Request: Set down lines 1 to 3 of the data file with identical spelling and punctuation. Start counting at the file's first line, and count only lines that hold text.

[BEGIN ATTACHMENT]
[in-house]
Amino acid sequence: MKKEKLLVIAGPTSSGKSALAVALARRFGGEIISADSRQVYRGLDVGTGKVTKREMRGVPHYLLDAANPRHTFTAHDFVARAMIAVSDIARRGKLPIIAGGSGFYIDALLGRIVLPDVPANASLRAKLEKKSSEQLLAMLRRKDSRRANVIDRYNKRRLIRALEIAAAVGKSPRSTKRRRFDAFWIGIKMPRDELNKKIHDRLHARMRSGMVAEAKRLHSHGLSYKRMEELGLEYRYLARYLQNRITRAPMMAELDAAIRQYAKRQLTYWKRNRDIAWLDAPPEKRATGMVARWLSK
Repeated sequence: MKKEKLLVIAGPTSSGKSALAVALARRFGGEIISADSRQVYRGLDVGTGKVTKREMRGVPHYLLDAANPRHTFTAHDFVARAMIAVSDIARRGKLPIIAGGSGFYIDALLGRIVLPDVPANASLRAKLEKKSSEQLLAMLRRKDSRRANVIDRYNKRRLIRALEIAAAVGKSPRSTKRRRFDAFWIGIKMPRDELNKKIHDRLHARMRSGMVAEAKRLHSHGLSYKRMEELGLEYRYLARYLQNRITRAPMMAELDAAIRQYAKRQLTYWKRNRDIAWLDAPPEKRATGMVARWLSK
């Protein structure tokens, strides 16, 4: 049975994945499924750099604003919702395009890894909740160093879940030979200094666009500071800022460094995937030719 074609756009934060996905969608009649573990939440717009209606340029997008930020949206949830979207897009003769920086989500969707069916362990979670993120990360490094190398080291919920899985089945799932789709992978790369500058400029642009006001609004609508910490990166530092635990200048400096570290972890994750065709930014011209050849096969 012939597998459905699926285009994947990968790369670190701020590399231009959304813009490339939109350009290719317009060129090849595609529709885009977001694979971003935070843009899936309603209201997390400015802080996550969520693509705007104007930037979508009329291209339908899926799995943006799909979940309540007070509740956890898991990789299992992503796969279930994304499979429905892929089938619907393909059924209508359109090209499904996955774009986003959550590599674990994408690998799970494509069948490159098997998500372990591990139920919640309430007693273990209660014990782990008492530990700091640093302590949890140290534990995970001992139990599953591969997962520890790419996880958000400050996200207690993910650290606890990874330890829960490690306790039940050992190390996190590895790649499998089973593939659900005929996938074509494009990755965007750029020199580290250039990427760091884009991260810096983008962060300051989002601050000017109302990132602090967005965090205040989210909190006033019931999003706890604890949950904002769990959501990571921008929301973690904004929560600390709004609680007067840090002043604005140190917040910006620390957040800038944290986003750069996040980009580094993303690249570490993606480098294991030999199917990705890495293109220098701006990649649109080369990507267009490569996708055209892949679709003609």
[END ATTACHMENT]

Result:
[in-house]
Amino acid sequence: MKKEKLLVIAGPTSSGKSALAVALARRFGGEIISADSRQVYRGLDVGTGKVTKREMRGVPHYLLDAANPRHTFTAHDFVARAMIAVSDIARRGKLPIIAGGSGFYIDALLGRIVLPDVPANASLRAKLEKKSSEQLLAMLRRKDSRRANVIDRYNKRRLIRALEIAAAVGKSPRSTKRRRFDAFWIGIKMPRDELNKKIHDRLHARMRSGMVAEAKRLHSHGLSYKRMEELGLEYRYLARYLQNRITRAPMMAELDAAIRQYAKRQLTYWKRNRDIAWLDAPPEKRATGMVARWLSK
Repeated sequence: MKKEKLLVIAGPTSSGKSALAVALARRFGGEIISADSRQVYRGLDVGTGKVTKREMRGVPHYLLDAANPRHTFTAHDFVARAMIAVSDIARRGKLPIIAGGSGFYIDALLGRIVLPDVPANASLRAKLEKKSSEQLLAMLRRKDSRRANVIDRYNKRRLIRALEIAAAVGKSPRSTKRRRFDAFWIGIKMPRDELNKKIHDRLHARMRSGMVAEAKRLHSHGLSYKRMEELGLEYRYLARYLQNRITRAPMMAELDAAIRQYAKRQLTYWKRNRDIAWLDAPPEKRATGMVARWLSK